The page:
The healthcare sector went on a tear beginning in 2011, thanks in large part to the passage of the Affordable Care Act and its impending implementat
Thursday, 19 January 2017
Last updated 12 hours ago
Jan 29 2014 | 12:03pm ET
Prosecutors in the Mathew Martoma trial rested yesterday following testimony that SAC Capital Advisors founder Steven Cohen wanted the trades at the heart of the case to be kept quiet.
SAC head trader Phillipp Villhauer told the jury that Cohen directed him to limit the "visibility" of a massive sell-off of two pharmaceutical companies. Prosecutors allege that Cohen ordered the sales after Martoma recommended them, based on confidential information about a drug trial he had received from a doctor.
"Steve wanted to start selling Elan and he wanted to put in accounts that didn't have as much visibility within the firm," Villhauer said. The trader explained he used accounts that only about 15 SAC employees—out of about 1,000—could see, and made the trades with algorithms and dark pools, rather than on public exchanges.
Under cross-examination, Villhauer said that there was "absolutely nothing improper" about selling the shares in that way, and that SAC frequently employed such techniques to avoid "slippage"—stock prices falling when it became apparent that SAC was selling.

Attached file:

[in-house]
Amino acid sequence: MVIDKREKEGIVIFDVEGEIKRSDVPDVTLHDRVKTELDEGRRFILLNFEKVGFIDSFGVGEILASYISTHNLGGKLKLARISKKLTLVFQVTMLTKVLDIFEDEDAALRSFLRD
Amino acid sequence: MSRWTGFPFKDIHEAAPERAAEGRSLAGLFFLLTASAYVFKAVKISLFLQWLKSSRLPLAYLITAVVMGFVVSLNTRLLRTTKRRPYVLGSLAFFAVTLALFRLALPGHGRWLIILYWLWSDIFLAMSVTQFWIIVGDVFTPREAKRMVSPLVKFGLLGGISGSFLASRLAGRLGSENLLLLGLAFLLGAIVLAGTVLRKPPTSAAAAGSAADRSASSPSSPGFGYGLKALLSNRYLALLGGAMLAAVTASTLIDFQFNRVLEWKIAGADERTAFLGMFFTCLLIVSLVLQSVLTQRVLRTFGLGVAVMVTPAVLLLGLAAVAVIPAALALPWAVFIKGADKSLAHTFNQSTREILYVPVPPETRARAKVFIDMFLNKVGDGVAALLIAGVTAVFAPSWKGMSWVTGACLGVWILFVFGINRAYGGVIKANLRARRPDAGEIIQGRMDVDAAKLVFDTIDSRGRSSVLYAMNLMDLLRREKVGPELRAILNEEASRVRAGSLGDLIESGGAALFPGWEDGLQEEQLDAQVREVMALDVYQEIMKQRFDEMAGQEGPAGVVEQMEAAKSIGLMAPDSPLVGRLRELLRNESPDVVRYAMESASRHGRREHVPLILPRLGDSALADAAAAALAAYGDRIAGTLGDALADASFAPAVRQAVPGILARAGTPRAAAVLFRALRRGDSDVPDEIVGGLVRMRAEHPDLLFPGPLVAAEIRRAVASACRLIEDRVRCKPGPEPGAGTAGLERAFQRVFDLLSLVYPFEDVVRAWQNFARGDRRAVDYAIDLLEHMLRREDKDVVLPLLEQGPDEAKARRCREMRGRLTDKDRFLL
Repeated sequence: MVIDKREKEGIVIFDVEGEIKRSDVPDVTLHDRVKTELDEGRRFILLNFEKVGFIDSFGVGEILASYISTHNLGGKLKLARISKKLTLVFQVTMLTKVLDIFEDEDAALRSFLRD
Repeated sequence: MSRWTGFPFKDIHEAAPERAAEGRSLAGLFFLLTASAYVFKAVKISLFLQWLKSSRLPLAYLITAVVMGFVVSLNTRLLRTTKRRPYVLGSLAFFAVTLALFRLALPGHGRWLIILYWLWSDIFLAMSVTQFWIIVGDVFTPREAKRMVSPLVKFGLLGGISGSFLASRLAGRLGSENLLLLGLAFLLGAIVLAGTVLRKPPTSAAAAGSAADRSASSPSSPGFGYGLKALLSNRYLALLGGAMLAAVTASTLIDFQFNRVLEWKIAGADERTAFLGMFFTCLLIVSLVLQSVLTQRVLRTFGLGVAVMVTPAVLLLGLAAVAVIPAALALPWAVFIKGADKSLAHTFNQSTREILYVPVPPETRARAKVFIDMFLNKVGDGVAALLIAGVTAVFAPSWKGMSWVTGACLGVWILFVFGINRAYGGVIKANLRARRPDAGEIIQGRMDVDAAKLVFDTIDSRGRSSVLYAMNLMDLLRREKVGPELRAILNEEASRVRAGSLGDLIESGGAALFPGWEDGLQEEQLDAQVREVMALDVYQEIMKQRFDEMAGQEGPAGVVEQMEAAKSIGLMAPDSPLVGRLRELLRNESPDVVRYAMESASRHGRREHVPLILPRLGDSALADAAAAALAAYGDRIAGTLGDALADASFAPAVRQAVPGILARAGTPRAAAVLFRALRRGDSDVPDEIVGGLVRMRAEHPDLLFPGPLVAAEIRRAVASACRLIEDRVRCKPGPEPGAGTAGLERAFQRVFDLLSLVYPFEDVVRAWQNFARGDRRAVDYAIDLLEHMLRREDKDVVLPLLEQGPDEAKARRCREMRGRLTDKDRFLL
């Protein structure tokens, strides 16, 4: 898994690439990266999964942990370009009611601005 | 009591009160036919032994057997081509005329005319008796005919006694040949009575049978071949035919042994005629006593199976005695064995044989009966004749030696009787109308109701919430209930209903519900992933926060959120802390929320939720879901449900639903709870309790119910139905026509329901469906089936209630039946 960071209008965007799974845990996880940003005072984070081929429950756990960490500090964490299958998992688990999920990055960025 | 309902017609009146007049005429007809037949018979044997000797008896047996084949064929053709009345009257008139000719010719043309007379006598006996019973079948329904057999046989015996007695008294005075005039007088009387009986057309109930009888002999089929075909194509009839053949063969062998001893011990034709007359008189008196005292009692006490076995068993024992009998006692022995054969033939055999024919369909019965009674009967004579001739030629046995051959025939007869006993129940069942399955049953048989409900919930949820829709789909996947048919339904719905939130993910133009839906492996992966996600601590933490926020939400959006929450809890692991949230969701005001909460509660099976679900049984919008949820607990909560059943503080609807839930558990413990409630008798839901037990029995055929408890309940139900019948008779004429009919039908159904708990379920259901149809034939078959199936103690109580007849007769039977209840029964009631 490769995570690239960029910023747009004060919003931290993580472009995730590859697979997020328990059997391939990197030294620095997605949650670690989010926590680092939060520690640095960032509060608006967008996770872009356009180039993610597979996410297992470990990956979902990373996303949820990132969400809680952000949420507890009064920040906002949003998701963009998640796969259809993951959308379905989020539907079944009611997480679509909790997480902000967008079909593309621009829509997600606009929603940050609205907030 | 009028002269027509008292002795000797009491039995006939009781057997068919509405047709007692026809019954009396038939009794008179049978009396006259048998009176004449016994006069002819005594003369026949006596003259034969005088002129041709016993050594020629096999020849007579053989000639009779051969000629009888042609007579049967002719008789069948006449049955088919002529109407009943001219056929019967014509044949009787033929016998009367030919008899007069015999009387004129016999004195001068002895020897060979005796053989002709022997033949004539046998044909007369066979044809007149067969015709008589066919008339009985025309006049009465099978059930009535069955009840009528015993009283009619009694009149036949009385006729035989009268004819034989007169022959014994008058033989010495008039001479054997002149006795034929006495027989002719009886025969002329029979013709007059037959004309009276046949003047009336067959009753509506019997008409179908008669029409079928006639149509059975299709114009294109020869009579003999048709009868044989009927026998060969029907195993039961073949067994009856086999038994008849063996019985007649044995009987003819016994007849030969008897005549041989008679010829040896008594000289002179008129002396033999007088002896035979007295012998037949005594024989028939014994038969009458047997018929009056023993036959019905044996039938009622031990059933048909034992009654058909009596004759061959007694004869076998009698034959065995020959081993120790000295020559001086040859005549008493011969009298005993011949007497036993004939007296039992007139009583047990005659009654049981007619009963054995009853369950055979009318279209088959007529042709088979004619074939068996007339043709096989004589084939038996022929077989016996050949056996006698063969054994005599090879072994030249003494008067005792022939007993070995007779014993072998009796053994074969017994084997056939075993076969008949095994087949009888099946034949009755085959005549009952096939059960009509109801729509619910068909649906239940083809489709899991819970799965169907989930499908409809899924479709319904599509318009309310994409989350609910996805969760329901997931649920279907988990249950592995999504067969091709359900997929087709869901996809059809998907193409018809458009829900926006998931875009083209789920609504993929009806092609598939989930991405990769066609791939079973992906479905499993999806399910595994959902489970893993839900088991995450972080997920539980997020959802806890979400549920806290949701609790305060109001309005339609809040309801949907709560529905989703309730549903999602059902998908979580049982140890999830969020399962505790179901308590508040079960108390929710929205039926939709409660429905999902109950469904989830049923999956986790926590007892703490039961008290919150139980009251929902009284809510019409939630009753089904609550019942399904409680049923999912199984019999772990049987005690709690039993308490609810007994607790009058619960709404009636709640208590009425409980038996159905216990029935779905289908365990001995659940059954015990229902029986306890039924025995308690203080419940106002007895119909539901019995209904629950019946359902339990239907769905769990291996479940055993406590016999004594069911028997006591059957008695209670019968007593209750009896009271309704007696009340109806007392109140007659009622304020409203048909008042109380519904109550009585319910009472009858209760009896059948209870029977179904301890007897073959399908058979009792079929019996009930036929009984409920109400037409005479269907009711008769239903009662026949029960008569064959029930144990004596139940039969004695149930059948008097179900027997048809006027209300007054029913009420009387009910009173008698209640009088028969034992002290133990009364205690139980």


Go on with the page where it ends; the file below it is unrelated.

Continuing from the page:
Opening their defense, Martoma's lawyers called SAC's top lawyer, general counsel Peter Nussbaum. Nussbaum, who was only on the stand for 15 minutes yesterday, told the jury that SAC had an arrangement with former portfolio manager Wayne Holman to advise Cohen on Wyeth LLC, one of the companies Martoma is alleged to have improperly traded.
"He was expected to provide his advice on Wyeth to Steve," Nussbaum said.
Martoma's lawyers had hoped to read from a deposition given by Cohen, in which he indicates that Holman's recommendations carried more weight with him than Martoma's. U.S. District Judge Paul Gardephe rejected that request.